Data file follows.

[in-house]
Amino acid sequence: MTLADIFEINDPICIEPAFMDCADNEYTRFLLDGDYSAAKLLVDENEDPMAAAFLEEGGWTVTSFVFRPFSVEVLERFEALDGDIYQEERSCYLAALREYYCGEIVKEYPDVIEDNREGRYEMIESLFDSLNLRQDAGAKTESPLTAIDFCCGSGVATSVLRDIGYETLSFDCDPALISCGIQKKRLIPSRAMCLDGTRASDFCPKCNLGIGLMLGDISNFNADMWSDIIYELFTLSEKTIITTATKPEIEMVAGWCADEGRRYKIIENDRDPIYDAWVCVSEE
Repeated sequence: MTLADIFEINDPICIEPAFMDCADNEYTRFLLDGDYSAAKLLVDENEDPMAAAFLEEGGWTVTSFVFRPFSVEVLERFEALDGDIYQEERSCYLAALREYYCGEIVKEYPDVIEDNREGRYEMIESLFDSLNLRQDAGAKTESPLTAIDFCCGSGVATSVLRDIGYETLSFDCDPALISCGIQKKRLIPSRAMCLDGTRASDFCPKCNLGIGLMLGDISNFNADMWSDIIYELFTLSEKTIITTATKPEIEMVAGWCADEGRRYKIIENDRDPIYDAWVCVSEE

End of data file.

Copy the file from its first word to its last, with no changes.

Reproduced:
[in-house]
Amino acid sequence: MTLADIFEINDPICIEPAFMDCADNEYTRFLLDGDYSAAKLLVDENEDPMAAAFLEEGGWTVTSFVFRPFSVEVLERFEALDGDIYQEERSCYLAALREYYCGEIVKEYPDVIEDNREGRYEMIESLFDSLNLRQDAGAKTESPLTAIDFCCGSGVATSVLRDIGYETLSFDCDPALISCGIQKKRLIPSRAMCLDGTRASDFCPKCNLGIGLMLGDISNFNADMWSDIIYELFTLSEKTIITTATKPEIEMVAGWCADEGRRYKIIENDRDPIYDAWVCVSEE
Repeated sequence: MTLADIFEINDPICIEPAFMDCADNEYTRFLLDGDYSAAKLLVDENEDPMAAAFLEEGGWTVTSFVFRPFSVEVLERFEALDGDIYQEERSCYLAALREYYCGEIVKEYPDVIEDNREGRYEMIESLFDSLNLRQDAGAKTESPLTAIDFCCGSGVATSVLRDIGYETLSFDCDPALISCGIQKKRLIPSRAMCLDGTRASDFCPKCNLGIGLMLGDISNFNADMWSDIIYELFTLSEKTIITTATKPEIEMVAGWCADEGRRYKIIENDRDPIYDAWVCVSEE